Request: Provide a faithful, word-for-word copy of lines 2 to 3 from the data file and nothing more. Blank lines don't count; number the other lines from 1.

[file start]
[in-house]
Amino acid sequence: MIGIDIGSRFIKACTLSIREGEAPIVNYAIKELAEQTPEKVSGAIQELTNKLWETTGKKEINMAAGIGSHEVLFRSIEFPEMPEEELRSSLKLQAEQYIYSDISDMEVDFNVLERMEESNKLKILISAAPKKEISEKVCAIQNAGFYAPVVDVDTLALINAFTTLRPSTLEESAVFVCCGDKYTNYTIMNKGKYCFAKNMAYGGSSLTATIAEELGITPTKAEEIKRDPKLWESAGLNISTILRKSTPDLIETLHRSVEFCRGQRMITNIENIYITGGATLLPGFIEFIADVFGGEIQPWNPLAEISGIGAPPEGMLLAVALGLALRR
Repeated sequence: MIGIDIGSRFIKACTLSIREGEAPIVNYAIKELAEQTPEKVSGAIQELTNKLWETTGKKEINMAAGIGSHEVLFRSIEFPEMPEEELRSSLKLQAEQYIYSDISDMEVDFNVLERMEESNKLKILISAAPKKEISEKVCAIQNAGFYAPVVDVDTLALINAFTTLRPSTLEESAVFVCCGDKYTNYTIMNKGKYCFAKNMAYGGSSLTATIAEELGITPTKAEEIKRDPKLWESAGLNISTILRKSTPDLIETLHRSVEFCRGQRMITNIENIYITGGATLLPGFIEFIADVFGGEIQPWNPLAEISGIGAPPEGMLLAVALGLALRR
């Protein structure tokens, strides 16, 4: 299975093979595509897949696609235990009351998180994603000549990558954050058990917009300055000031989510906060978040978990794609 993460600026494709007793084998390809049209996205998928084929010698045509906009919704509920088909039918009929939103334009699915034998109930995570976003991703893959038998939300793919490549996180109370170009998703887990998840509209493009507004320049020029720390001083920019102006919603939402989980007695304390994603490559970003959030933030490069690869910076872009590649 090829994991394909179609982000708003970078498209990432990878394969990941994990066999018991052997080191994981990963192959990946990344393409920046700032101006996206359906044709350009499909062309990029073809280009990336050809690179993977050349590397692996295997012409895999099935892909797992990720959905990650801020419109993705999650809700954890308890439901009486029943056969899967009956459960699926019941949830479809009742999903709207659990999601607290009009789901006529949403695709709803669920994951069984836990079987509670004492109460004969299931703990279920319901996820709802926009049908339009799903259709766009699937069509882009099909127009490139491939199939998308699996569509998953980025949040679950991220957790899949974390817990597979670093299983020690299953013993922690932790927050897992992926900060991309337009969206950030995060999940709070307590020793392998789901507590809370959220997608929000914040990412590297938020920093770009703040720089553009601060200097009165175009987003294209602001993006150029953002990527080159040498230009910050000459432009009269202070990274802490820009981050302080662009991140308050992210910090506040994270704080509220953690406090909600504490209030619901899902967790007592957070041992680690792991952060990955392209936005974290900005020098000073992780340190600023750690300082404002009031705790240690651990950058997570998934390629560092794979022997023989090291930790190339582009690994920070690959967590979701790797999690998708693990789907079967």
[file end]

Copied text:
Amino acid sequence: MIGIDIGSRFIKACTLSIREGEAPIVNYAIKELAEQTPEKVSGAIQELTNKLWETTGKKEINMAAGIGSHEVLFRSIEFPEMPEEELRSSLKLQAEQYIYSDISDMEVDFNVLERMEESNKLKILISAAPKKEISEKVCAIQNAGFYAPVVDVDTLALINAFTTLRPSTLEESAVFVCCGDKYTNYTIMNKGKYCFAKNMAYGGSSLTATIAEELGITPTKAEEIKRDPKLWESAGLNISTILRKSTPDLIETLHRSVEFCRGQRMITNIENIYITGGATLLPGFIEFIADVFGGEIQPWNPLAEISGIGAPPEGMLLAVALGLALRR
Repeated sequence: MIGIDIGSRFIKACTLSIREGEAPIVNYAIKELAEQTPEKVSGAIQELTNKLWETTGKKEINMAAGIGSHEVLFRSIEFPEMPEEELRSSLKLQAEQYIYSDISDMEVDFNVLERMEESNKLKILISAAPKKEISEKVCAIQNAGFYAPVVDVDTLALINAFTTLRPSTLEESAVFVCCGDKYTNYTIMNKGKYCFAKNMAYGGSSLTATIAEELGITPTKAEEIKRDPKLWESAGLNISTILRKSTPDLIETLHRSVEFCRGQRMITNIENIYITGGATLLPGFIEFIADVFGGEIQPWNPLAEISGIGAPPEGMLLAVALGLALRR